Most Important Tool Is The 5 Inches Between The Ears

Guest post by Matt Gudgel of SourceOne who responded to our post about NPR’s story about the lack of people with math skills needed in manufacturing.
SourceOne feels so strongly about skilled workforce, it is included as part of their mission statement: To maintain a vibrant, skilled and dedicated work force…to use our diverse capabilities to meet challenges…and facilitate growth.

Maintaining a skilled workforce is part of the company mission. Why?  To meet challenges and facilitate growth.

Matt’s response to our post  decried the fact that “we spend too much time teaching our employees to ‘use the tools of the trade’ rather than ‘the tool five inches between the ears-‘ the ultimate tool we’re born with and have forgotten how to use.”

This is what we are really looking for…

In other words we just take it for granted that people know how to think, how to frame the problem, and to know when to use the ‘tools of the trade.’

Matt says that the challenges to manage this issue  are difficult.

  • Changing thinking from “any warm body will do” to hiring quality is one challenge we face as we continue to be squeezed on price by our customers.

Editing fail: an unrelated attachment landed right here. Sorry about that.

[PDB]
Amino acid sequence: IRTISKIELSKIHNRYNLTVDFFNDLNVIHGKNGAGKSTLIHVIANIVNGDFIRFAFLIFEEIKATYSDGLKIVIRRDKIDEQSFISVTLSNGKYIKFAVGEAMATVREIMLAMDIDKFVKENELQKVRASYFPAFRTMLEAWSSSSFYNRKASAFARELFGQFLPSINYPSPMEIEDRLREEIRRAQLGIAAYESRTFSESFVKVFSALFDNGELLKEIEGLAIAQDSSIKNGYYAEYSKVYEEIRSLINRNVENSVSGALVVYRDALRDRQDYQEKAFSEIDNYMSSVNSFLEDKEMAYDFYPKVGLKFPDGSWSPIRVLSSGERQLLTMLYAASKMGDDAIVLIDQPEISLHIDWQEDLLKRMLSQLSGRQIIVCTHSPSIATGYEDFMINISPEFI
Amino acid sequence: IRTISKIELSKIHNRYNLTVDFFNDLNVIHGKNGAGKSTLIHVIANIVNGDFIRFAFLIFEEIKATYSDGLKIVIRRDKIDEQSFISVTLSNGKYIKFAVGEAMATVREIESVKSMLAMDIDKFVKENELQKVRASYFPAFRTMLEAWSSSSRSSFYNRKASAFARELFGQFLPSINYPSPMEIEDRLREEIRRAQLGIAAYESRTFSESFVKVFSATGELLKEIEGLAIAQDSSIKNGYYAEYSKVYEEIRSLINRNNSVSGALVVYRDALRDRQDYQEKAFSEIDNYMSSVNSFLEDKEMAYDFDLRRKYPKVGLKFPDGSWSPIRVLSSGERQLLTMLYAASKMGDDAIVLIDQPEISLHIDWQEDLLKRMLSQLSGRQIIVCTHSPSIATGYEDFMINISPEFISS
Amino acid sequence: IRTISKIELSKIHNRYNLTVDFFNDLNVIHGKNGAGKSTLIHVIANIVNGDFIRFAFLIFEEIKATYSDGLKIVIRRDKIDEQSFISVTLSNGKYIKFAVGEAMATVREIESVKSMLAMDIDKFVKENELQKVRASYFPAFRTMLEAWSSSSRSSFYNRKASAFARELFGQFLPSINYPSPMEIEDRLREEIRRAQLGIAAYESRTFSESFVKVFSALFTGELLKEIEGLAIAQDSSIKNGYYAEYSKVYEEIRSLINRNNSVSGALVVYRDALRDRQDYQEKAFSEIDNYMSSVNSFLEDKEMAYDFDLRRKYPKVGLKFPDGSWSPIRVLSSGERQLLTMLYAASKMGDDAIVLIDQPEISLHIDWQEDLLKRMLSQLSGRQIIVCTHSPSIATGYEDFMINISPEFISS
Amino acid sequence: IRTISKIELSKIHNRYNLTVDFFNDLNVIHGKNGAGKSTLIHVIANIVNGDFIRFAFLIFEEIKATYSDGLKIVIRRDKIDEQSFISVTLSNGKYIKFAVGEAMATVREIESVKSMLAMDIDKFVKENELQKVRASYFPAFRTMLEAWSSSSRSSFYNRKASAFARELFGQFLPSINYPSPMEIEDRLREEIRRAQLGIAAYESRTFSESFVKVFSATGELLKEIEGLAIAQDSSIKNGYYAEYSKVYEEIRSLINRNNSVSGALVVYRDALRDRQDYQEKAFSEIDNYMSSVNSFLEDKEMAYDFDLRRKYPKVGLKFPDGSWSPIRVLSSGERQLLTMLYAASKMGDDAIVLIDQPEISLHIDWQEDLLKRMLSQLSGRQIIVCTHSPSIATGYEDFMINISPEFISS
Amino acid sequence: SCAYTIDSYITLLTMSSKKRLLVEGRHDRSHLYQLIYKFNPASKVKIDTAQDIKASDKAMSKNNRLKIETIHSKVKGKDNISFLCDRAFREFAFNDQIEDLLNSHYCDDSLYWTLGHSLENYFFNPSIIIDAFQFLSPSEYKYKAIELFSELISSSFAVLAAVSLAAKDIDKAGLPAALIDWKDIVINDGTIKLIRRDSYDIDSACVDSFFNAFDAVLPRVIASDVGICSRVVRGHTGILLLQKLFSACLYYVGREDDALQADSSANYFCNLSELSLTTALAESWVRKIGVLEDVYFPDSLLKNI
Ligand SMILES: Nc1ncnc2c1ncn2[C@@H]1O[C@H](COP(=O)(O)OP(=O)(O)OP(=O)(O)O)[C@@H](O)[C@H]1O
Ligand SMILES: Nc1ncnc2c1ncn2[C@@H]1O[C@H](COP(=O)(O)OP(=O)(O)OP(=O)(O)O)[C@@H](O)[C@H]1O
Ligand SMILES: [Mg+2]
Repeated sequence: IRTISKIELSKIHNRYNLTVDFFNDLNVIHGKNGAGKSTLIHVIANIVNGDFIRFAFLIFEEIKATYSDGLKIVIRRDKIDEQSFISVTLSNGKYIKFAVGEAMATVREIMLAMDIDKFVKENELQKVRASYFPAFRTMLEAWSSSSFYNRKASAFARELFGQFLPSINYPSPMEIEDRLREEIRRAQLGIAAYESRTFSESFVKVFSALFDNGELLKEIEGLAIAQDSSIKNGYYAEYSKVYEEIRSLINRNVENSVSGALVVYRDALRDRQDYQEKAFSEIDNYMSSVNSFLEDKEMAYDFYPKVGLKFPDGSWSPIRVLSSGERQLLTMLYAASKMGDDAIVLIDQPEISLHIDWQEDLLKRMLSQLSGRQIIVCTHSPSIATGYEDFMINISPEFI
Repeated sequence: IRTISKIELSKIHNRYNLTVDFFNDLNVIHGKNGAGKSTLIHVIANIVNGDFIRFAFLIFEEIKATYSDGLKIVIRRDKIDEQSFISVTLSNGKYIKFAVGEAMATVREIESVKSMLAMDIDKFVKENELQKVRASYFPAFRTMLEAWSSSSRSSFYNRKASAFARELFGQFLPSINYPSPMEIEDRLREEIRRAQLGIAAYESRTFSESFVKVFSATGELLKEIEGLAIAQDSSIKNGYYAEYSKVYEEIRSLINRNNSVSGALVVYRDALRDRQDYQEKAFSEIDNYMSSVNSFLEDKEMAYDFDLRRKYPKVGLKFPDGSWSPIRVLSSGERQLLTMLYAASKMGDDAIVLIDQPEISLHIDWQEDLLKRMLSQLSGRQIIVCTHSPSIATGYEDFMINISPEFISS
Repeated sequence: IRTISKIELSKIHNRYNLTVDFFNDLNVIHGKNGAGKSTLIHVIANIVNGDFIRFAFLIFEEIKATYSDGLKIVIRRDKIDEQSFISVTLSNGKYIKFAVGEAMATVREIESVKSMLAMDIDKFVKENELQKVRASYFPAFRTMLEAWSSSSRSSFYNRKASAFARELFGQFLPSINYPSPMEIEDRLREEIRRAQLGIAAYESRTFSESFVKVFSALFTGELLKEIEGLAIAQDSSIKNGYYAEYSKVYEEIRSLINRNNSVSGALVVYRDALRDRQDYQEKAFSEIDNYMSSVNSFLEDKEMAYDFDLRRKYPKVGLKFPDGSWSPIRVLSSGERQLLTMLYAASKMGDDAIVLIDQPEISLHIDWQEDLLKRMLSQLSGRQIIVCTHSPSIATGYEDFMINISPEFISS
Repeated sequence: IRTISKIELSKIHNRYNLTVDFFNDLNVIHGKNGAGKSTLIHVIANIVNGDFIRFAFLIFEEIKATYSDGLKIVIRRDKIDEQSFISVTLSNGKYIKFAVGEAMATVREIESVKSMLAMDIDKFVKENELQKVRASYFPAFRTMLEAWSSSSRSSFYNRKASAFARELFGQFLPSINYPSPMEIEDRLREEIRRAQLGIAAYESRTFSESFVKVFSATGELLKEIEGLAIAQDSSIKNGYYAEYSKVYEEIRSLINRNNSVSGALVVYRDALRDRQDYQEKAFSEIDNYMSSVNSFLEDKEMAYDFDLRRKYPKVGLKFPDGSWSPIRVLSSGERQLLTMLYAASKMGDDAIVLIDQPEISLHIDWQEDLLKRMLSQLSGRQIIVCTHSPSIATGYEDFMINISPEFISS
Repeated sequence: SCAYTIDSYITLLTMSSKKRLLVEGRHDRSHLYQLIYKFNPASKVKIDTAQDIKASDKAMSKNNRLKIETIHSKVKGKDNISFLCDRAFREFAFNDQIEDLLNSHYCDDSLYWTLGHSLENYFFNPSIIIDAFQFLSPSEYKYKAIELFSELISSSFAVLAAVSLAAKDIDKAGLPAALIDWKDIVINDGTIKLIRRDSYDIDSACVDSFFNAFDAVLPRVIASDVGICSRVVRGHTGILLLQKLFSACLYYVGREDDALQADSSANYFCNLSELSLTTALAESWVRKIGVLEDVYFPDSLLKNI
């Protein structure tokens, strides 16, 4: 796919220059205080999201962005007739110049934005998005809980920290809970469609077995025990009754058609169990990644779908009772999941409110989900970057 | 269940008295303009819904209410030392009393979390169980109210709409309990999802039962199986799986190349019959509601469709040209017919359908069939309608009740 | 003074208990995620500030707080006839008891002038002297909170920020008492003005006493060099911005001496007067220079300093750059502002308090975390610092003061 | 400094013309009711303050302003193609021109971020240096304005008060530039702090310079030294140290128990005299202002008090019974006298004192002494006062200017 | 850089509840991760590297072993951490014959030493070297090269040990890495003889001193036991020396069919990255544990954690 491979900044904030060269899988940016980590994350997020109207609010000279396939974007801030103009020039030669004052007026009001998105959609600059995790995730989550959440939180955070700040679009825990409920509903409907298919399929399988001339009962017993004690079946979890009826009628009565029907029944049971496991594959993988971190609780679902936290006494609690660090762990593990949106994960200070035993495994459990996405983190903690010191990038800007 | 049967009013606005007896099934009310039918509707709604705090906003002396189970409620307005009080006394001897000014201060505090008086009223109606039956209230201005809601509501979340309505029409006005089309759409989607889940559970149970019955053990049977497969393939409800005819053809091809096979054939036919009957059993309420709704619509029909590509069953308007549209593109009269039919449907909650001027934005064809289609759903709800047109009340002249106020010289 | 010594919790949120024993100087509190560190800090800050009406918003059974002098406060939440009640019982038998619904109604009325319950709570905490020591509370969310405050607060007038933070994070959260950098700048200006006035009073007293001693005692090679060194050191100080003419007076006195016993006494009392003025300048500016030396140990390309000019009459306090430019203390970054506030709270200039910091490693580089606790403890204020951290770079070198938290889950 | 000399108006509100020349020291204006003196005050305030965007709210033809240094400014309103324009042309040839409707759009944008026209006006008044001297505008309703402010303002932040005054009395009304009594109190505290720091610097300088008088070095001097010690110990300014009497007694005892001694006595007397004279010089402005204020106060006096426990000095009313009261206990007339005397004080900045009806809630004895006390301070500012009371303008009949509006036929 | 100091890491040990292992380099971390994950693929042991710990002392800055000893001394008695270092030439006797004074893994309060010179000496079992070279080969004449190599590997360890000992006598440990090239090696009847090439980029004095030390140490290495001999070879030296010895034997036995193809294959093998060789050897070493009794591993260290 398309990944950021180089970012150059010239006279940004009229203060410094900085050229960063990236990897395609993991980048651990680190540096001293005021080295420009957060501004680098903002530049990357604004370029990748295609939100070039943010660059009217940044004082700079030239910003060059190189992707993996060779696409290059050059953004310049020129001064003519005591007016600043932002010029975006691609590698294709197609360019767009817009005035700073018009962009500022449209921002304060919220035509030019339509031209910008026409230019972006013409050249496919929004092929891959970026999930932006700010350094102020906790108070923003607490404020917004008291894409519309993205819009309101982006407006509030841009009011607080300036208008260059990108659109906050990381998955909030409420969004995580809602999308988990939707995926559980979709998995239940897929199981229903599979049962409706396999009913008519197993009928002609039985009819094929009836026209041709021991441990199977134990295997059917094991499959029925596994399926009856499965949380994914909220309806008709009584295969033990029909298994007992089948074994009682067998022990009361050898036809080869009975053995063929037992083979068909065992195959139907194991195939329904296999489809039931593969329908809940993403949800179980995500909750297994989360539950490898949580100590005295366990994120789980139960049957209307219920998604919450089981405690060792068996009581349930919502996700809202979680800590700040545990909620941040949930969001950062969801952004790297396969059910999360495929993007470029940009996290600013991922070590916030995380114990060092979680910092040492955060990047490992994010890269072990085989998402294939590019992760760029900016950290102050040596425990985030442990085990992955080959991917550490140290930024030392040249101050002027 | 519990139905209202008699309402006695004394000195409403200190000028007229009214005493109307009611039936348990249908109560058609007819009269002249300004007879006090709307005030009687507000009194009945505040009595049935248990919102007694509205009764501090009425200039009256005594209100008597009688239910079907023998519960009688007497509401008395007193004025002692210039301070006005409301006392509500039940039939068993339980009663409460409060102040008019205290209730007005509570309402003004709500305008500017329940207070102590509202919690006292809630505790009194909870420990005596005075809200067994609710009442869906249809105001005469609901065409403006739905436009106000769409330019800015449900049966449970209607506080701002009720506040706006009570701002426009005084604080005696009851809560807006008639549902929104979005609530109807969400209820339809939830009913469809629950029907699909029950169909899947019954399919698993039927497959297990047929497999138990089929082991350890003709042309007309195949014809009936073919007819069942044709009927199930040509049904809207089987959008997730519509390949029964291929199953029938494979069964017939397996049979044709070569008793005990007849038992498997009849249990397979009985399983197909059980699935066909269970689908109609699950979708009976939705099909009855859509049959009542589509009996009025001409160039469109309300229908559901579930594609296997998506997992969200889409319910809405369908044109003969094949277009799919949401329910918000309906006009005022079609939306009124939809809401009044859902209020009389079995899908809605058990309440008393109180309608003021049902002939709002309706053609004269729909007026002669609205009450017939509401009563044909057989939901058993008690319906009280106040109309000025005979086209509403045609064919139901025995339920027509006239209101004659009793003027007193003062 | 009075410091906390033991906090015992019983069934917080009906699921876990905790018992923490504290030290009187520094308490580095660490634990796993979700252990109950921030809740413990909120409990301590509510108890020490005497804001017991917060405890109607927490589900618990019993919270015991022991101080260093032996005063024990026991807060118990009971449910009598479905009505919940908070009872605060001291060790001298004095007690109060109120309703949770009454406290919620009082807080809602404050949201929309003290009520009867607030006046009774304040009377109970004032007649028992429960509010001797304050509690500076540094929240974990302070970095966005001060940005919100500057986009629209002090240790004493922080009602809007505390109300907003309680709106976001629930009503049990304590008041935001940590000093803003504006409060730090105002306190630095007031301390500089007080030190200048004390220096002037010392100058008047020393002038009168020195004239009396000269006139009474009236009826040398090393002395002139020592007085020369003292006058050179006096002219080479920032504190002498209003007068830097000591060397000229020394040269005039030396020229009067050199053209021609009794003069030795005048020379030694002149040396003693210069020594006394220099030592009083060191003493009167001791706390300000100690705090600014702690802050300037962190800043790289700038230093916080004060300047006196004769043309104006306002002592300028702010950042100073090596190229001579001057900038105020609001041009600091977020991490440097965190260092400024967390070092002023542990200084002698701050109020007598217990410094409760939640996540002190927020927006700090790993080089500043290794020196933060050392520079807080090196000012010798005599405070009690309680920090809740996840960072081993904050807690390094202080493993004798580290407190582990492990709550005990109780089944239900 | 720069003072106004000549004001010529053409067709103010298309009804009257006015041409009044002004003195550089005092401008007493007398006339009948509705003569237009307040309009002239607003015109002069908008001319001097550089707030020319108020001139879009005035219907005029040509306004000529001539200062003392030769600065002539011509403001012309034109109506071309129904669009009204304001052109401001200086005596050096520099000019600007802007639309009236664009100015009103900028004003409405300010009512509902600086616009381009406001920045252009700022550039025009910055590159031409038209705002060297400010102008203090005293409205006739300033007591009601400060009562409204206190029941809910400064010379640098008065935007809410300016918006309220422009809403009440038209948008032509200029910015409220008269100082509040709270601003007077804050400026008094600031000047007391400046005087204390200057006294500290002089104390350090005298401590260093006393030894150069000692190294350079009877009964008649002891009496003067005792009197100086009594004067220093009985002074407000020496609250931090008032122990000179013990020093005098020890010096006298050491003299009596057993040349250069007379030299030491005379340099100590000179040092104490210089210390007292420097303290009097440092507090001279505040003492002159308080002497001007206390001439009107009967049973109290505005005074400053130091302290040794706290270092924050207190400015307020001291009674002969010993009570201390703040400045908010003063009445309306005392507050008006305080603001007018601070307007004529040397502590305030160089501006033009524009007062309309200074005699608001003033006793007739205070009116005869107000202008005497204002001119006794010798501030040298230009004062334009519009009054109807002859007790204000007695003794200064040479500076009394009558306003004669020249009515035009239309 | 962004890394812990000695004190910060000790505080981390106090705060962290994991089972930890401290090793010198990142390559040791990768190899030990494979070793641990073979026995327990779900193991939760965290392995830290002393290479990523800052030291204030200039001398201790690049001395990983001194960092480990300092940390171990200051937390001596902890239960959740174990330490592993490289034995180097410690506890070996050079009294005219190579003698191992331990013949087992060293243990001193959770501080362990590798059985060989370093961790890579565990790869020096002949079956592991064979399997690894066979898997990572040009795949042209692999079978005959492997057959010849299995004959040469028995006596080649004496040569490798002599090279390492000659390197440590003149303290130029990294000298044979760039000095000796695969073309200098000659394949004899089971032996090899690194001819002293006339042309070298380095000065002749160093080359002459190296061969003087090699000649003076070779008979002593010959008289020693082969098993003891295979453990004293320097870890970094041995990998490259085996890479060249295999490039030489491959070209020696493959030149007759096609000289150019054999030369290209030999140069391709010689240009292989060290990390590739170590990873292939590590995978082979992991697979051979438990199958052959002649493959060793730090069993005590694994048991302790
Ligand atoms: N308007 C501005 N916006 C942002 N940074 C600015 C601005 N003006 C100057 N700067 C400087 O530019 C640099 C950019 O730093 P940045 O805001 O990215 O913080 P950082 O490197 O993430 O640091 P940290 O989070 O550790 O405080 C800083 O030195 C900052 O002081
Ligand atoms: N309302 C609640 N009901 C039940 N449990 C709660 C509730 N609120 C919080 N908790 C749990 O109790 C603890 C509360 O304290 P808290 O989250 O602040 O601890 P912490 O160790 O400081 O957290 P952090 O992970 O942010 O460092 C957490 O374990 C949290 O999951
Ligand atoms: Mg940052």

• Finding time to train people  in the face of hard deadlines for our production is another.
  • Growing people into ‘general specialists’ who can handle not just machining but also have practical knowledge of electrical and pneumatic systemsis a need, not just a want.

One challenge though,  is incumbent on our people, it is not just up to management.

“We want our employees to be well trained, and it is our responsibility to help them get trained. But employees need to step up too and master the skills.”

When looking at employees, here is Matt’s advice- “They have to fit our culture, just as much as they need to fit the position in our company. Economic competition means we need to find the right people.”

As the NPR story mentioned about basic math, (adding subtracting and dividing decimals as a lost ability among job candidates!) and as Matt Gudgel pointed out:

Finding the ‘right people’ means ” finding people who are effective at using the ultimate tool we’re born with and have forgotten how to use- the tool five inches between the ears.”